Sister, Australian Army Nursing Service
Janet Isobel Gallagher was one of three female members of the Gallagher family who served overseas with the Australian Army Nursing Service during World War I. She was a niece of Flora Gallagher and Evelyn Gallagher and like them was born at Browns Flat, a farming settlement near Burbong between Queanbeyan and Bungendore in New South Wales, now within the eastern border of the Australian Capital Territory. She enlisted in 1916 and spent most of the War nursing in India with service also in Egypt and England.
Janet Isobel Gallagher (also known as Jennette) was born on 15 January 1880 to Eliza Jane Gallagher, the eldest daughter of John and Mary Ann Gallagher of Browns Flat in what is now Kowen Forest near the eastern border of the ACT. Janet was raised from birth as their child by her grandparents, John and Mary Ann Gallagher and when she enlisted in the Australian Army Nursing Service, she gave their names as her next of kin.
Janet trained at Royal Prince Alfred Hospital Sydney and was registered as a nurse on 14 July 1915. She nursed for about three months at the military hospital, 4 Australian General Hospital (AGH) at Randwick, before joining the Australian Army Nursing Service when enlistment opened to those who were nursing in Australian military hospitals to volunteer for service in India. When she enlisted on 13 June 1916 she was 35 and her religion was Catholic. She and her aunt Evelyn Gallagher enlisted on the same day and they spent much of the war in the same hospitals.
She was among several hundred Australian nurses sent to India at the request of the British Government to nurse in military hospitals in India. As a result many were staffed mainly by Australian nurses who cared initially for sick and wounded evacuated from Mesopotamia, until facilities could be established near the fighting, and for British troops of the Indian Garrison. The Australians were assured that because of the severe Indian climate they would serve there only for six months and then be sent to nurse Australian troops in France or Mesopotamia which is what they wanted to do but this did not eventuate. Many of their patients in India were victims of tropical diseases. Two Australian nurses died of cholera in India.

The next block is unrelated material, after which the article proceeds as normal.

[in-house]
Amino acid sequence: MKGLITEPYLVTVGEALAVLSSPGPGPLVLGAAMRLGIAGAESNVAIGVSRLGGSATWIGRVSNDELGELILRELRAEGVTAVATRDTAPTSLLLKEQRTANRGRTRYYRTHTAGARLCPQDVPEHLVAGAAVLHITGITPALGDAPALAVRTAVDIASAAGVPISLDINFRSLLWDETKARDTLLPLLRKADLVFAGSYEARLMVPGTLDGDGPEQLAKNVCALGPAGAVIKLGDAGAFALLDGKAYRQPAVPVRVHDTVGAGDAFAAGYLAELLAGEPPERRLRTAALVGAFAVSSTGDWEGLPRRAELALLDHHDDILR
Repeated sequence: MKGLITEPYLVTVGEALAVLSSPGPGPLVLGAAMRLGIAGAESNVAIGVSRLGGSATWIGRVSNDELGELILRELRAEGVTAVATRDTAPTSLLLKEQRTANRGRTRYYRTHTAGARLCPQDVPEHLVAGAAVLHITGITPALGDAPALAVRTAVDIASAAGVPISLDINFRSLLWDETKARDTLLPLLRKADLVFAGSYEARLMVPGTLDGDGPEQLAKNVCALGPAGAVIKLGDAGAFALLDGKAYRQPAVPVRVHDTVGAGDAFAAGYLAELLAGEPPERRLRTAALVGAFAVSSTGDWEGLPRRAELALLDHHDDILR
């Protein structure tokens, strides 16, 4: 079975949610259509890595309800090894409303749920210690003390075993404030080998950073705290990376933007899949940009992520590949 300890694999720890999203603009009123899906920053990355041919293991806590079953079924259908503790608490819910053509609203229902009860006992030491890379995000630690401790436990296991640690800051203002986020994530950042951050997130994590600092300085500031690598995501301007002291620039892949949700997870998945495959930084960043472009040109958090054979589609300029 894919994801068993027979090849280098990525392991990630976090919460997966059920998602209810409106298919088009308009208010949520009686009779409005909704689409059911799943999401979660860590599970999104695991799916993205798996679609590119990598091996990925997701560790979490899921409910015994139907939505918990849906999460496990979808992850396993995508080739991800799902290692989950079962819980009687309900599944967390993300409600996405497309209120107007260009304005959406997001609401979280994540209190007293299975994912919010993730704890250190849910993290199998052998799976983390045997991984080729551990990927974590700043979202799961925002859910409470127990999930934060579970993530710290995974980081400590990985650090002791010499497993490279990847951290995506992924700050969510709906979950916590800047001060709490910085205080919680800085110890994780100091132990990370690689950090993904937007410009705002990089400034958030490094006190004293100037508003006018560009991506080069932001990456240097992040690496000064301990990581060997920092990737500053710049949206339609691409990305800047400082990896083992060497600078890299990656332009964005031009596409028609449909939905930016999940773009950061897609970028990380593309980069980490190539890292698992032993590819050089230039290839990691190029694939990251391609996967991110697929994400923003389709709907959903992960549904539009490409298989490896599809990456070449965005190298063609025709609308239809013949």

Janet Gallagher sailed on the RMS Kashgarand arrived in India on 27 September 1916. Her first posting was to the Gerard Freeman Thomas Hospital in Bombay. In May 1917 she was sent to Deccan War Hospital, a 1500-bed hospital in Poona where she remained for about 18 months. She was promoted to Sister although her promotion does not seem to have been noted officially until late in 1918 after she had left India. In October 1918 she left Bombay for Egypt where she nursed at 31st British General Hospital (BGH) at Abbassia until she left for England at the end of the year. In England she was attached to 2nd Australian Auxiliary Hospital (AAH) at Southall and very briefly to 1st Australian General Hospital before being admitted to hospital sick. She was not fit to resume nursing for nearly three months when she joined 3 AAH at Dartford.
Janet Gallagher returned to Australia on duty on HMAT Orsova arriving in Sydney on 6 September 1919. She was discharged in Sydney on 23 October 1919 with the rank of Sister. After the war she was told after corresponding with the government that she was entitled only to the British War Medal as her long service in India was not regarded as being in a war zone. She is commemorated on the ACT Memorial and the City of Queanbeyan Roll of Remembrance.
After the war Janet Gallagher continued nursing in Sydney including as a midwife at South Sydney Women’s Hospital and later in the northern suburbs of Sydney. She died unmarried at North Sydney on 30 December 1957.
DR PATRICIA CLARKE OAM FAHA
Explore further resources about Janet Gallagher in the Australian Women's Register.